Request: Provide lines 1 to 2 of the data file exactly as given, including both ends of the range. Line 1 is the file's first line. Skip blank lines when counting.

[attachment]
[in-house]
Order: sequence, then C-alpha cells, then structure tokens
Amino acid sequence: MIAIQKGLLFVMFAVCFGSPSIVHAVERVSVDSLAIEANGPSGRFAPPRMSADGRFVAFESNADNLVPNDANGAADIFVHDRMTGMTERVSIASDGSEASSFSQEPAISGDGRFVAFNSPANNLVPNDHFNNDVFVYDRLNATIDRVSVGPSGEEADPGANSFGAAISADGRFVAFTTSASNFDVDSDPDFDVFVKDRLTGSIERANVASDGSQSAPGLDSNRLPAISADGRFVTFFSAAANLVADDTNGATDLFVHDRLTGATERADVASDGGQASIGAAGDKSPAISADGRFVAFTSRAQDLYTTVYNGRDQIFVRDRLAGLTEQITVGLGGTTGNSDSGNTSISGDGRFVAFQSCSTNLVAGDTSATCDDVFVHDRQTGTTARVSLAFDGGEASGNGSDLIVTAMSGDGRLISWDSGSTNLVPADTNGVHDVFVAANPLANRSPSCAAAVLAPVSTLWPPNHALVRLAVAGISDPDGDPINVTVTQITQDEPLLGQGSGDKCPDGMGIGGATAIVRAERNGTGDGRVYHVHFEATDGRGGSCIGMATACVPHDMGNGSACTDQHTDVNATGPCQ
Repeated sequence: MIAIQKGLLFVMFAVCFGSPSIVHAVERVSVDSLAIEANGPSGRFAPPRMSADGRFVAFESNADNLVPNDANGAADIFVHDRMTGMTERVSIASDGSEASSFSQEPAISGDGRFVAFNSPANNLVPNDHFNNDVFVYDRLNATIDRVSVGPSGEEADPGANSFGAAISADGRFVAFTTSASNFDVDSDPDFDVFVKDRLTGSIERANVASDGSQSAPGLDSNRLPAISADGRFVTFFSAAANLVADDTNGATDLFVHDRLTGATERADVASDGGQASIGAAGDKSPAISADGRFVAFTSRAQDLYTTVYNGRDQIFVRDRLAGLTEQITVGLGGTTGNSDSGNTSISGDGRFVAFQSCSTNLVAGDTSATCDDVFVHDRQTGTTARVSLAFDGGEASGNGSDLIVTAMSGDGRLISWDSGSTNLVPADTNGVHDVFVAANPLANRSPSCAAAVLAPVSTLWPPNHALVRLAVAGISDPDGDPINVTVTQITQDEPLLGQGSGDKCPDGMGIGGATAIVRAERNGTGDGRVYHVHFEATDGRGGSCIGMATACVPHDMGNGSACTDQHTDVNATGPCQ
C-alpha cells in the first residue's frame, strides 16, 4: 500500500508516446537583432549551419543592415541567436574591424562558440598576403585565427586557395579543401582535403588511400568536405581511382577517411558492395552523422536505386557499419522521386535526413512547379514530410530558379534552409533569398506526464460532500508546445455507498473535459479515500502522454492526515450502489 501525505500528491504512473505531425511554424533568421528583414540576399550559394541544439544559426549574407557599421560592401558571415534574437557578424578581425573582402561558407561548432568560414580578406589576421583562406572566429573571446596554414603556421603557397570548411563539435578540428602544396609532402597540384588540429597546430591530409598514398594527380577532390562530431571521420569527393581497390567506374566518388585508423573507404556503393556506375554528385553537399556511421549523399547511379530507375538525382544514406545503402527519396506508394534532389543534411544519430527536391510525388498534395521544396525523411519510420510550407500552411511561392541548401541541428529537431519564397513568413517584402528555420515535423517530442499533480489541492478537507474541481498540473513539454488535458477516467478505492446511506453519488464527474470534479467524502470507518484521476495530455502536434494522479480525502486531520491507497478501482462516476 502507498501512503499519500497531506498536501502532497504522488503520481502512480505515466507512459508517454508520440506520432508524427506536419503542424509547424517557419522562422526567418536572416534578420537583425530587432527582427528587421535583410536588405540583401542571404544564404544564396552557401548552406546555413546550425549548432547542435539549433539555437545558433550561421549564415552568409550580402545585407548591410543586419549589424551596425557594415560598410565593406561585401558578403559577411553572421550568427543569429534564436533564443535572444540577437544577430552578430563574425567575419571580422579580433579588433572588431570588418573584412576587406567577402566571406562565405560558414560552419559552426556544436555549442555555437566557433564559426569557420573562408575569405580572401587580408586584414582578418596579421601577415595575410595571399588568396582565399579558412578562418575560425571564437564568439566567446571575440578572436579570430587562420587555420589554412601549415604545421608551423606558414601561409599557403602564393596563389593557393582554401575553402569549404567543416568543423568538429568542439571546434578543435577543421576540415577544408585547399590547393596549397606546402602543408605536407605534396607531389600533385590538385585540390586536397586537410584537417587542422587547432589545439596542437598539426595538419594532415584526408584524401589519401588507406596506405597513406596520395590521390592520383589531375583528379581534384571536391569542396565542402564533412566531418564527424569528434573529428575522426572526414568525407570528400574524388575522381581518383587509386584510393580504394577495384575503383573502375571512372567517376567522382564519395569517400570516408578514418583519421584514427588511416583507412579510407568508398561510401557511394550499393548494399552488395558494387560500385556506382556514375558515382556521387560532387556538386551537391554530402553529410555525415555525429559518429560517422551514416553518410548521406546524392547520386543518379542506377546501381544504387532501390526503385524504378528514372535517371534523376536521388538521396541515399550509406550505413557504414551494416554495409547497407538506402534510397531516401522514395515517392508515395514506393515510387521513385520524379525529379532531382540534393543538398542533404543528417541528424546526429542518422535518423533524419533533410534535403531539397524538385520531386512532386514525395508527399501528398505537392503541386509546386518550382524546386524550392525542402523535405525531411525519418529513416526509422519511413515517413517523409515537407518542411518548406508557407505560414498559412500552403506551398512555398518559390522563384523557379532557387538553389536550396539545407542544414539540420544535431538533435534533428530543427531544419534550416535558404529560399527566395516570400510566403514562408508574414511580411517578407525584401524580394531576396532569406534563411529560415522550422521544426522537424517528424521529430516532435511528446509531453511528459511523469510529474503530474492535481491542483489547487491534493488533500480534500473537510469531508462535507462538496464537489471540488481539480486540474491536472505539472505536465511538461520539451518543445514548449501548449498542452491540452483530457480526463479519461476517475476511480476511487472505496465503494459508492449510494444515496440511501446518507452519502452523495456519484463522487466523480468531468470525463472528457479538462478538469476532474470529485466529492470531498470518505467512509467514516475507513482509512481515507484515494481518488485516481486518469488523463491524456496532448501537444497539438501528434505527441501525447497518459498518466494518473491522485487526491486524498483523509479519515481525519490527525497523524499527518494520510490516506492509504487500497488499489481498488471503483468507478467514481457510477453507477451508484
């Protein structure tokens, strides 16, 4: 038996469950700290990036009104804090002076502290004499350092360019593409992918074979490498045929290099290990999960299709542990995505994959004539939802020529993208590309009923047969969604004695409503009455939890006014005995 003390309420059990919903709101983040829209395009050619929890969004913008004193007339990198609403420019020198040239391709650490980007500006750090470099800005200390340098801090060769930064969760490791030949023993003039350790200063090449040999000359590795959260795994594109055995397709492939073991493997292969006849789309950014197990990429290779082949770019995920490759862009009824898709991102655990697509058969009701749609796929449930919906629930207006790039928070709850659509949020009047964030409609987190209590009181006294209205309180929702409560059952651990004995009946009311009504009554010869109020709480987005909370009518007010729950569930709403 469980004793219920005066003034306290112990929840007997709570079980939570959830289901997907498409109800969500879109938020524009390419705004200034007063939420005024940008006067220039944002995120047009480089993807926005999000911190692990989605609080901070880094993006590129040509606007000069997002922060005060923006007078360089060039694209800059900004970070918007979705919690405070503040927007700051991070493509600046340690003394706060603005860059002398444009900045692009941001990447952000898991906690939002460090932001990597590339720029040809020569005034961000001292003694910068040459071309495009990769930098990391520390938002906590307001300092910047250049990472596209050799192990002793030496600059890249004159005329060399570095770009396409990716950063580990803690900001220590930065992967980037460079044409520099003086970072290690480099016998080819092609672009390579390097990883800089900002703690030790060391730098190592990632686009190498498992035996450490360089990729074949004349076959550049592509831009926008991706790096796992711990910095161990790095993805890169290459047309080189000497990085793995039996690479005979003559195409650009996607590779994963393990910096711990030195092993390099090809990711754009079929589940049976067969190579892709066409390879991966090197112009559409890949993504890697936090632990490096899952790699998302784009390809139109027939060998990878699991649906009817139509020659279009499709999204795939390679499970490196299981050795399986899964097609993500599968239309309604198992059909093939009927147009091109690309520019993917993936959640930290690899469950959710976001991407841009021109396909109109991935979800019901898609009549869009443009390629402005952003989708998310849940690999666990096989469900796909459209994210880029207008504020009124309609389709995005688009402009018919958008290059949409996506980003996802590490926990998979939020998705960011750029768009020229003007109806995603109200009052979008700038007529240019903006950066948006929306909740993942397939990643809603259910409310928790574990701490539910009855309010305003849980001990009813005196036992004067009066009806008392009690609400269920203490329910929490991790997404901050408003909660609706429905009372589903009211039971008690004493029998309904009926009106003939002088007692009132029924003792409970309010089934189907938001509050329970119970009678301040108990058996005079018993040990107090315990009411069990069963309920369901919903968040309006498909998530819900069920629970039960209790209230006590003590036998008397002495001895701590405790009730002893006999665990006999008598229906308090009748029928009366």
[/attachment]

[in-house]
Order: sequence, then C-alpha cells, then structure tokens